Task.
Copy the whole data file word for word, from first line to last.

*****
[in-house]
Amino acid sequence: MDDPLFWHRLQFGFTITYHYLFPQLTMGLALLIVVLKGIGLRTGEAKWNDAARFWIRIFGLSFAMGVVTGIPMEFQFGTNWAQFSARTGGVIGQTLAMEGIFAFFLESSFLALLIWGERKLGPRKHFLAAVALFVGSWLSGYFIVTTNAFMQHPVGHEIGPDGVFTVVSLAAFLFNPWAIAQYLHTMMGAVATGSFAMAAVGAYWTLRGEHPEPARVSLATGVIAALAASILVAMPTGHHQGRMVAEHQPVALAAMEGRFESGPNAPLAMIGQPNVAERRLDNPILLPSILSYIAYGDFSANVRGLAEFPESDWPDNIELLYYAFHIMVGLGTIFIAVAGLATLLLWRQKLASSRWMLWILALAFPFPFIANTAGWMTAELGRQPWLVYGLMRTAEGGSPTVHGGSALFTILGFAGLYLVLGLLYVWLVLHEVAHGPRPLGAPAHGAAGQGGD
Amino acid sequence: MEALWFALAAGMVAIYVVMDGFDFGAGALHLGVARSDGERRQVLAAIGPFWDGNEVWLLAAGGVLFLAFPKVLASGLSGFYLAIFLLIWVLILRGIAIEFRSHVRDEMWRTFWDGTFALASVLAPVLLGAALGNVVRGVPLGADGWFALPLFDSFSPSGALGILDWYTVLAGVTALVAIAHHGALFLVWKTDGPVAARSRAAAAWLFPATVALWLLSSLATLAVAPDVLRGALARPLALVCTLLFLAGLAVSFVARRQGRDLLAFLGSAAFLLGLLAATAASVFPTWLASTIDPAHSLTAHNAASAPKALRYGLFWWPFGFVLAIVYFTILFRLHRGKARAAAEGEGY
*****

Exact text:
[in-house]
Amino acid sequence: MDDPLFWHRLQFGFTITYHYLFPQLTMGLALLIVVLKGIGLRTGEAKWNDAARFWIRIFGLSFAMGVVTGIPMEFQFGTNWAQFSARTGGVIGQTLAMEGIFAFFLESSFLALLIWGERKLGPRKHFLAAVALFVGSWLSGYFIVTTNAFMQHPVGHEIGPDGVFTVVSLAAFLFNPWAIAQYLHTMMGAVATGSFAMAAVGAYWTLRGEHPEPARVSLATGVIAALAASILVAMPTGHHQGRMVAEHQPVALAAMEGRFESGPNAPLAMIGQPNVAERRLDNPILLPSILSYIAYGDFSANVRGLAEFPESDWPDNIELLYYAFHIMVGLGTIFIAVAGLATLLLWRQKLASSRWMLWILALAFPFPFIANTAGWMTAELGRQPWLVYGLMRTAEGGSPTVHGGSALFTILGFAGLYLVLGLLYVWLVLHEVAHGPRPLGAPAHGAAGQGGD
Amino acid sequence: MEALWFALAAGMVAIYVVMDGFDFGAGALHLGVARSDGERRQVLAAIGPFWDGNEVWLLAAGGVLFLAFPKVLASGLSGFYLAIFLLIWVLILRGIAIEFRSHVRDEMWRTFWDGTFALASVLAPVLLGAALGNVVRGVPLGADGWFALPLFDSFSPSGALGILDWYTVLAGVTALVAIAHHGALFLVWKTDGPVAARSRAAAAWLFPATVALWLLSSLATLAVAPDVLRGALARPLALVCTLLFLAGLAVSFVARRQGRDLLAFLGSAAFLLGLLAATAASVFPTWLASTIDPAHSLTAHNAASAPKALRYGLFWWPFGFVLAIVYFTILFRLHRGKARAAAEGEGY